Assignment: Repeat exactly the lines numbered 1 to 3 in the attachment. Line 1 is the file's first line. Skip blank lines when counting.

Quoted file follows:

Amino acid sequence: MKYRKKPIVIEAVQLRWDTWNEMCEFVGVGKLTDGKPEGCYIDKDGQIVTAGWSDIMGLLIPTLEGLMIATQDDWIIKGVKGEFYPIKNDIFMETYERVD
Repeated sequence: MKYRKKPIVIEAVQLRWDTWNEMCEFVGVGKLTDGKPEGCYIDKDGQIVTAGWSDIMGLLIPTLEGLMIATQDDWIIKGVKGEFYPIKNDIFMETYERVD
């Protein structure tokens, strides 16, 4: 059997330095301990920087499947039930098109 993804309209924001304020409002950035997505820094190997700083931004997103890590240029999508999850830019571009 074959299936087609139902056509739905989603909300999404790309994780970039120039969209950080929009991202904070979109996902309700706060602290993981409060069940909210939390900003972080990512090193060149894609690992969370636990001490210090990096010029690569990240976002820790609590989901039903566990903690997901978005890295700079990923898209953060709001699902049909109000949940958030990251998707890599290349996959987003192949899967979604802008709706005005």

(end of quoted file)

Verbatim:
Amino acid sequence: MKYRKKPIVIEAVQLRWDTWNEMCEFVGVGKLTDGKPEGCYIDKDGQIVTAGWSDIMGLLIPTLEGLMIATQDDWIIKGVKGEFYPIKNDIFMETYERVD
Repeated sequence: MKYRKKPIVIEAVQLRWDTWNEMCEFVGVGKLTDGKPEGCYIDKDGQIVTAGWSDIMGLLIPTLEGLMIATQDDWIIKGVKGEFYPIKNDIFMETYERVD
């Protein structure tokens, strides 16, 4: 059997330095301990920087499947039930098109 993804309209924001304020409002950035997505820094190997700083931004997103890590240029999508999850830019571009 074959299936087609139902056509739905989603909300999404790309994780970039120039969209950080929009991202904070979109996902309700706060602290993981409060069940909210939390900003972080990512090193060149894609690992969370636990001490210090990096010029690569990240976002820790609590989901039903566990903690997901978005890295700079990923898209953060709001699902049909109000949940958030990251998707890599290349996959987003192949899967979604802008709706005005």